www.griffintheatre.com.au | www.riversideparramatta.com.au

Review: The Smallest Hour (Griffin Theatre Company)

Venue: SBW Stables Theatre (Kings Cross NSW), Dec 5 – 15, 2018
Playwrights: Phil Spencer, Susie Youssef
Director: Scarlet McGlynn
Cast: Phil Spencer, Susie Youssef
Images by Brett Boardman

Theatre review
In a city just like Sydney, Chris and Shelley cross paths on several occasions. Each is having an eventful, if not entirely enjoyable night, in this immense love story about the metropolis. Phil Spencer and Susie Youssef’s The Smallest Hour may not be grand in scale or indeed vision, but it captures the essence of that relationship between busy cities and its inhabitants, in a deeply beautiful way, for an expression of an intimacy that frequently borders on the obsessive. We are individuals who think of ourselves as distinct entities, separate from other humans and segregated from place; the observation here is that most of us are nothing without our towns, and Spencer and Youssef’s play is a splendid tribute to that sense of belonging.

The Smallest Hour is also a romantic comedy, and director Scarlet McGlynn’s ability to infuse humour into all of its romance, with place and with persons, ensures a production that will thoroughly delight every typical urbanite. Our imagination is cleverly manipulated, as the action moves from one location to the next, by Veronique Benett’s lights and Steve Francis’ music, guiding us surreptitiously through a series of familiar situations. There are no props and no costume changes to be seen on Tyler Hawkins’ simple stage design, but all the imagery that we receive, in our mind’s eye, is consistently vivid. The playwrights perform the work, mainly as narrators, but also as impeccable stand-ins for our protagonists. Both are remarkably endearing, and although not yet word perfect on opening night, they prove themselves consummate raconteurs, utterly and completely mesmerising with the tale they so adroitly weave.

The Smallest Hour reveals a love greater than Chris meets Shelley. It documents the way we navigate this environment, showing us how we have absorbed the physicality of this city, to live out existences so dynamic and spirited. Unlike boyfriends and girlfriends, we never ask that places give us their perfection; we understand better, our responsibilities as components of communities big and small, of collective identities that hold so much more promise than the insularity of our private selves. The lovers fixate on each other at conclusion, forgetting all the roads that lead them to one another. Their audience however, is left with evocations much more inspiring than petty concerns. We are asked to deal with matters of our heart, that relate not to any one, but to the entirety of this region; a very lucky love that must be cherished.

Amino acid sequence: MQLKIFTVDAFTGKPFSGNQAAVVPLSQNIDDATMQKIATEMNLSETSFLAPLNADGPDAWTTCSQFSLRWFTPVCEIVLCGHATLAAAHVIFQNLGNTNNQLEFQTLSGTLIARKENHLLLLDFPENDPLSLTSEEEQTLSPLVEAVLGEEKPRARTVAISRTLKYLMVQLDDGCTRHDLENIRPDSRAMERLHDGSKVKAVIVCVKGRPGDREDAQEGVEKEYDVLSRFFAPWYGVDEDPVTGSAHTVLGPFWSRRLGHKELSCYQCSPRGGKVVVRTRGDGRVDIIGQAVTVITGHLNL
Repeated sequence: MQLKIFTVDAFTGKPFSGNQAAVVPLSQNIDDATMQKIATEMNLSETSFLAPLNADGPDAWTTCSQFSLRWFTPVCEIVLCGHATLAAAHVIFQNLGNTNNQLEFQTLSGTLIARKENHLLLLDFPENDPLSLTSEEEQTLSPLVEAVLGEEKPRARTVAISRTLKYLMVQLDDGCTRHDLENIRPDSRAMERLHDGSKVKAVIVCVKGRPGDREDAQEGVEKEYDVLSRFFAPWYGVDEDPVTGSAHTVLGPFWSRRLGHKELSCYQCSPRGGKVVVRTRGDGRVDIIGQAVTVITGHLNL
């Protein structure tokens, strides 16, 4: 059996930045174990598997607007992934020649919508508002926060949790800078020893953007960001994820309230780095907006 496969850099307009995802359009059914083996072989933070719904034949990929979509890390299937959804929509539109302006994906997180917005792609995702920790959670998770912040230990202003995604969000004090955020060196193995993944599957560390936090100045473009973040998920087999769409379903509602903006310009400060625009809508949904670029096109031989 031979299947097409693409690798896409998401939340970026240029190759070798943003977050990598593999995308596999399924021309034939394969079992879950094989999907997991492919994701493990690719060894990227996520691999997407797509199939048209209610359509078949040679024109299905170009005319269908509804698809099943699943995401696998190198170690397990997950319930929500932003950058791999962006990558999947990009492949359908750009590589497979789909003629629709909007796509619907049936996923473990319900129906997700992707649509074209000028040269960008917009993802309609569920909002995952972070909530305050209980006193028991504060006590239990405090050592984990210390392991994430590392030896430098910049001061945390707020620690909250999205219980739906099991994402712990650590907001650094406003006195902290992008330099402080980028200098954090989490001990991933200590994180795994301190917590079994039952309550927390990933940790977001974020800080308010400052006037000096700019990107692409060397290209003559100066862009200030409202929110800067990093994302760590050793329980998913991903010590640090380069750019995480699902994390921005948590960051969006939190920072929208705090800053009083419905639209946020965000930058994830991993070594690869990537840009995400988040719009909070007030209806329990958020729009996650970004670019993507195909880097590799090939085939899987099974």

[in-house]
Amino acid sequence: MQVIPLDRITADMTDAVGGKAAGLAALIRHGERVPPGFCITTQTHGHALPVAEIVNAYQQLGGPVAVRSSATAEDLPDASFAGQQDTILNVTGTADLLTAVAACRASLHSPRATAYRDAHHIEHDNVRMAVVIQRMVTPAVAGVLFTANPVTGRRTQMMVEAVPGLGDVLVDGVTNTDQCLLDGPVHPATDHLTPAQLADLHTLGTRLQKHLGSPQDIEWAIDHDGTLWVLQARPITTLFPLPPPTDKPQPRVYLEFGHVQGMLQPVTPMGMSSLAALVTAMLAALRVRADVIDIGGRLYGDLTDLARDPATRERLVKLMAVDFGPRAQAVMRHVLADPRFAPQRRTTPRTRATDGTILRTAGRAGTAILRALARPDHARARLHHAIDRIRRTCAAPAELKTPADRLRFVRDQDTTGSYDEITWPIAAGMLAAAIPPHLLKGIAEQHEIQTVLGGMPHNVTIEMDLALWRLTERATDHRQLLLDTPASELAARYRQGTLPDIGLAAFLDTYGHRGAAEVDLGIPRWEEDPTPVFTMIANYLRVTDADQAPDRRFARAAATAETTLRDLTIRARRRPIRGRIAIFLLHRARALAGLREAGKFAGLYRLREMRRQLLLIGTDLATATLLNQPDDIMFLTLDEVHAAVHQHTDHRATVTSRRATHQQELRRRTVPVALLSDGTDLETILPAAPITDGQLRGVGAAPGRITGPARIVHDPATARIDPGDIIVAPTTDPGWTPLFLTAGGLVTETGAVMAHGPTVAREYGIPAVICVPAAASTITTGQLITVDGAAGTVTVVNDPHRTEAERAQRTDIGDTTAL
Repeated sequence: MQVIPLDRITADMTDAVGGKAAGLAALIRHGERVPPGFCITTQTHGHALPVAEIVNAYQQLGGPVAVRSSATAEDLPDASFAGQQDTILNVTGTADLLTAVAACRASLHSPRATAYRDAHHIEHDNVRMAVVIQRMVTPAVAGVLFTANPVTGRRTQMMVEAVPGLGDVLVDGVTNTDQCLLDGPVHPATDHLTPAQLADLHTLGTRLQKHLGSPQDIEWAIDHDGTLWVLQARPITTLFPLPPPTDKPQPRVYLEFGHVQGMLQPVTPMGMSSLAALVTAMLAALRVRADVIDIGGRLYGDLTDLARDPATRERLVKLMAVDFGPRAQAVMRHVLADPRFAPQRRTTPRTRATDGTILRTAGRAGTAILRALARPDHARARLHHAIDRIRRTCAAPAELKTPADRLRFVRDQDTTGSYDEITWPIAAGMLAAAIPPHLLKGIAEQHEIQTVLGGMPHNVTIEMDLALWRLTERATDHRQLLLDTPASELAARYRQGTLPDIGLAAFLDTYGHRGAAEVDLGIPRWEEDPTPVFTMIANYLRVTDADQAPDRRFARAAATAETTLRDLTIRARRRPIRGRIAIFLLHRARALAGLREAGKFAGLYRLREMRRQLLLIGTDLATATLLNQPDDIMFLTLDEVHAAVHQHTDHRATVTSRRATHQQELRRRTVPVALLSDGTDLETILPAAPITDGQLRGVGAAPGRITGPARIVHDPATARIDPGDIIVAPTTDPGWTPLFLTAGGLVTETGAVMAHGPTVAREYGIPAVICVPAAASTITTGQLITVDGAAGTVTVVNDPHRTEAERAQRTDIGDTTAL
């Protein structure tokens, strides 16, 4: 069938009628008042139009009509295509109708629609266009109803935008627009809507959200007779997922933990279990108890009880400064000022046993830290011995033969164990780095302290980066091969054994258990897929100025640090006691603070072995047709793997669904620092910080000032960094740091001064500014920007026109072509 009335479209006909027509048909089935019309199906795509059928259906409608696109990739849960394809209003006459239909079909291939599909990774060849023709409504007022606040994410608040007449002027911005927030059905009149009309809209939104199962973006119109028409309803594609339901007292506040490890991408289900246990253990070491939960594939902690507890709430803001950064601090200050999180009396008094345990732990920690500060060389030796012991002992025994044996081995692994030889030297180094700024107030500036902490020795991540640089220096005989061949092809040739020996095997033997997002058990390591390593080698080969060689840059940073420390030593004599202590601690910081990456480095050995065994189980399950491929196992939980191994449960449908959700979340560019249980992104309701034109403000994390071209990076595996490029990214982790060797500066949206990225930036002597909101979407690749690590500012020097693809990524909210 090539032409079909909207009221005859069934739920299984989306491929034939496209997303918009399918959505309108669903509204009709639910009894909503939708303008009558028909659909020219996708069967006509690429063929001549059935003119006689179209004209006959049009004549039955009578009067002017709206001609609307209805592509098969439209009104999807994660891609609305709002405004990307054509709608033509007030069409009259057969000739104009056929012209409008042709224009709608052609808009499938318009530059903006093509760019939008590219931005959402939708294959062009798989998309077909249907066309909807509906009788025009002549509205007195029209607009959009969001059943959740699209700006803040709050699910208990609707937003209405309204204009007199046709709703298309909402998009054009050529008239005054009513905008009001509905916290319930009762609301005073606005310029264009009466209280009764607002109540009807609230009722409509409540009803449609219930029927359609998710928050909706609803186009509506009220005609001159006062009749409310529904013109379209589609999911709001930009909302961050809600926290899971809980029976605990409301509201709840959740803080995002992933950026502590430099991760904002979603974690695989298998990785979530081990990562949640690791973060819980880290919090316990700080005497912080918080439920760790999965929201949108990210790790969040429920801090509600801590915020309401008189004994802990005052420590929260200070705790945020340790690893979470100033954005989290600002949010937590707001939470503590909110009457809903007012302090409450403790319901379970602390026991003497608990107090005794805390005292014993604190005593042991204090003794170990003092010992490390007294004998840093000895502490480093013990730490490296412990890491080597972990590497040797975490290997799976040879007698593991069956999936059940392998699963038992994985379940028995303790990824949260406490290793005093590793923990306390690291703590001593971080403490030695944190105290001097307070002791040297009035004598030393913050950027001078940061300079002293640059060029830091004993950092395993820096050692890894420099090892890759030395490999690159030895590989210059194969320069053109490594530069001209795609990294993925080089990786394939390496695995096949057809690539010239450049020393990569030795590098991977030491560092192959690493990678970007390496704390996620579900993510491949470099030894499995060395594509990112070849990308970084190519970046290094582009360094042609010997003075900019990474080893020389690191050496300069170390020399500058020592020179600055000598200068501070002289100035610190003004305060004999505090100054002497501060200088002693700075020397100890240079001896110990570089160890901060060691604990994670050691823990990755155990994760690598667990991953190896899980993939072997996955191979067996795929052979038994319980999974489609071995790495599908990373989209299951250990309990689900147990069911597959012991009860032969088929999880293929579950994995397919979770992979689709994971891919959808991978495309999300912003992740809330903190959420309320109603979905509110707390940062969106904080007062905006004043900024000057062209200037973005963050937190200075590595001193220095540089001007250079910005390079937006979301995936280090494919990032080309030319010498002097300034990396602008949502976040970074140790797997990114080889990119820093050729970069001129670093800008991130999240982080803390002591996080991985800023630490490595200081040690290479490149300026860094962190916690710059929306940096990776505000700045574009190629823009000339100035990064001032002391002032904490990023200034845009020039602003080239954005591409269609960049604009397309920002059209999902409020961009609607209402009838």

www.griffintheatre.com.au

Review: The Feather In The Web (Griffin Theatre Company)

Venue: SBW Stables Theatre (Kings Cross NSW), Oct 5 – Nov 17, 2018
Playwright: Nick Coyle
Director: Ben Winspear
Cast: Tina Bursill, Gareth Davies, Michelle Lim Davidson, Claire Lovering
Images by Brett Boardman

Theatre review
At one point in the show, the protagonist declares that she has MS, but of what we are able to observe, Kimberly exhibits no symptoms of multiple sclerosis. We are nonetheless, tempted to pathologise her, to interpret all her absurd behaviour as evidence of some kind of mental disorder, to label her crazy. Nick Coyle’s The Feather In The Web is a tale of obsessive love, but one that is grounded in little reality. It is doubtful if audiences in general will be able to find points of meaningful connection with the play’s outlandish situations, but its wild imagination is certainly entertaining.

Director Ben Winspear’s creation is highly sophisticated, marvellously polished, and very funny indeed. It is a thoroughly engrossing production, full of mystery and always bursting with energy, featuring dynamic and seamless collaborations from an excellent design team. Sophie Fletcher and Mic Gruchy work wonders for a series of backdrops and projections that are as whimsical as they are functional. Lights by Trent Suidgeest are versatile and unpredictable, able to traverse mundane and surreal with ease, and sound by Steve Toulmini is bold and humorous, powerful in its control over the audience’s emotional responses.

The magnificent Claire Lovering is dazzling as Kimberly, exceptional in her ability to simultaneously deliver uproarious comedy with a grave solemnity. Brilliantly amusing, she sweeps us away to places that are completely nonsensical, but all the while, keeping us keenly aware of the troubling psyche that underlies her character’s strangeness. Lovering’s own vivacity and strength, represents a valuable female presence that offers balance, to moments where the text comes precariously close to misogyny. We are bewildered and upset by Kimberly’s incapacity for agency and self-determination, but are won over by her resolute attitude. Ultimately, we have to let a woman want what she wants.

Three supporting players take on a range of kooky types, with Gareth Davies particularly memorable for his unrelenting propensity for insisting on our laughter; his work is enjoyable no matter the personality he assumes. Michelle Lim Davidson introduces surprising depth in later sections, urging us to shift focus to something considerably more poignant. Tina Bursill’s nonchalant cruelty as Regina is acerbic and accurate, deliciously biting in one of the show’s more believable roles.

The Feather In The Web is often unsettling, because we cannot help but feel disturbed by the abnormality put on display. It is true however, that we have no right to want Kimberly to transform into someone normal and palatable. She is non-compliant and non-conformist, and much to our chagrin, she can think of nothing else but for her affections to be reciprocated. Her heart’s desire may be objectionable, but when we look at the things she has absolutely no interest in; conventionality, respectability, mediocrity, and other markers of social acceptability, Kimberly turns into someone quite remarkable.

www.griffintheatre.com.au